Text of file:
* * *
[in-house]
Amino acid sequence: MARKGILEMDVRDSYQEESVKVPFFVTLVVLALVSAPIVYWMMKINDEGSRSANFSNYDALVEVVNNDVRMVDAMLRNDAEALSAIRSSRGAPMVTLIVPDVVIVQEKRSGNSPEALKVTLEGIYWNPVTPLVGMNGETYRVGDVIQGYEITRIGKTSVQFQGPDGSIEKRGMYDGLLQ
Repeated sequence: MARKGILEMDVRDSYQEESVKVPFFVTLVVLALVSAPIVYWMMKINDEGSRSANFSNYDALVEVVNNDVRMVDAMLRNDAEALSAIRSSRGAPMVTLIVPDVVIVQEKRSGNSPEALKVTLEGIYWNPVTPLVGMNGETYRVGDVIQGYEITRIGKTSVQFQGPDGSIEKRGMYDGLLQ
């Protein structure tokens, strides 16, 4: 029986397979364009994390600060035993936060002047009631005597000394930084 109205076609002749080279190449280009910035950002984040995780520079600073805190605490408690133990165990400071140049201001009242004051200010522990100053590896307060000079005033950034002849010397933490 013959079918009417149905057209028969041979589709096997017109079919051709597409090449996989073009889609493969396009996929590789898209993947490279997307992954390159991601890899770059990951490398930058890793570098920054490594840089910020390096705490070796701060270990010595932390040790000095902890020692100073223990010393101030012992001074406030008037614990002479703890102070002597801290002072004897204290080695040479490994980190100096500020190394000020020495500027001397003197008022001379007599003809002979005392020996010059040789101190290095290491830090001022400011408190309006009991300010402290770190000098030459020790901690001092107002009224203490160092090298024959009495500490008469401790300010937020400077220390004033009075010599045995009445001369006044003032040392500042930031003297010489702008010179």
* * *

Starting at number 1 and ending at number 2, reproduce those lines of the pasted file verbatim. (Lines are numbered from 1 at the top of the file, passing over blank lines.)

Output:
[in-house]
Amino acid sequence: MARKGILEMDVRDSYQEESVKVPFFVTLVVLALVSAPIVYWMMKINDEGSRSANFSNYDALVEVVNNDVRMVDAMLRNDAEALSAIRSSRGAPMVTLIVPDVVIVQEKRSGNSPEALKVTLEGIYWNPVTPLVGMNGETYRVGDVIQGYEITRIGKTSVQFQGPDGSIEKRGMYDGLLQ